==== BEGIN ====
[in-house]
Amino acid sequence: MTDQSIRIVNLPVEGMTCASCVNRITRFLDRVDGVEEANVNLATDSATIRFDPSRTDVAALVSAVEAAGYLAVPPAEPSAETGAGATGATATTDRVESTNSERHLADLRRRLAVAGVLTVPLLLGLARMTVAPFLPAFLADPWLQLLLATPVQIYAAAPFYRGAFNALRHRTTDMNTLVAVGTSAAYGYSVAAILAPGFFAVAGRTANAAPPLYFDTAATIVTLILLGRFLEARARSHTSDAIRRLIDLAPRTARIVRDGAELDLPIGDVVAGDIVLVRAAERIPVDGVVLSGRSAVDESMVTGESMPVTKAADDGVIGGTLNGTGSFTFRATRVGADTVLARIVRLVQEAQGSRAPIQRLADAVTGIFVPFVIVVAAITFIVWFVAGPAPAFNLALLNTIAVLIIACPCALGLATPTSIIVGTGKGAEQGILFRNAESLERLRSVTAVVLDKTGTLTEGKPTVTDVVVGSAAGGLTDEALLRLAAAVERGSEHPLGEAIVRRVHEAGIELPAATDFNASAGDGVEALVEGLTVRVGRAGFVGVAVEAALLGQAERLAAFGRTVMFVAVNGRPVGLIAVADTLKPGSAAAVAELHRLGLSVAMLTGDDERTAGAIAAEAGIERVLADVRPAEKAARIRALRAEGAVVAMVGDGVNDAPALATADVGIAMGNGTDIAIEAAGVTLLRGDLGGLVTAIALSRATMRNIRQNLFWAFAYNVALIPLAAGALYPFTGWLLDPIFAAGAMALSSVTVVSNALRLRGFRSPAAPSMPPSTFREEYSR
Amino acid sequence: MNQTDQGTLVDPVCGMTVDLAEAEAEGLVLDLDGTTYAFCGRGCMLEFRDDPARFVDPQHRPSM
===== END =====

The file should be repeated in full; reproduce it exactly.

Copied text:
[in-house]
Amino acid sequence: MTDQSIRIVNLPVEGMTCASCVNRITRFLDRVDGVEEANVNLATDSATIRFDPSRTDVAALVSAVEAAGYLAVPPAEPSAETGAGATGATATTDRVESTNSERHLADLRRRLAVAGVLTVPLLLGLARMTVAPFLPAFLADPWLQLLLATPVQIYAAAPFYRGAFNALRHRTTDMNTLVAVGTSAAYGYSVAAILAPGFFAVAGRTANAAPPLYFDTAATIVTLILLGRFLEARARSHTSDAIRRLIDLAPRTARIVRDGAELDLPIGDVVAGDIVLVRAAERIPVDGVVLSGRSAVDESMVTGESMPVTKAADDGVIGGTLNGTGSFTFRATRVGADTVLARIVRLVQEAQGSRAPIQRLADAVTGIFVPFVIVVAAITFIVWFVAGPAPAFNLALLNTIAVLIIACPCALGLATPTSIIVGTGKGAEQGILFRNAESLERLRSVTAVVLDKTGTLTEGKPTVTDVVVGSAAGGLTDEALLRLAAAVERGSEHPLGEAIVRRVHEAGIELPAATDFNASAGDGVEALVEGLTVRVGRAGFVGVAVEAALLGQAERLAAFGRTVMFVAVNGRPVGLIAVADTLKPGSAAAVAELHRLGLSVAMLTGDDERTAGAIAAEAGIERVLADVRPAEKAARIRALRAEGAVVAMVGDGVNDAPALATADVGIAMGNGTDIAIEAAGVTLLRGDLGGLVTAIALSRATMRNIRQNLFWAFAYNVALIPLAAGALYPFTGWLLDPIFAAGAMALSSVTVVSNALRLRGFRSPAAPSMPPSTFREEYSR
Amino acid sequence: MNQTDQGTLVDPVCGMTVDLAEAEAEGLVLDLDGTTYAFCGRGCMLEFRDDPARFVDPQHRPSM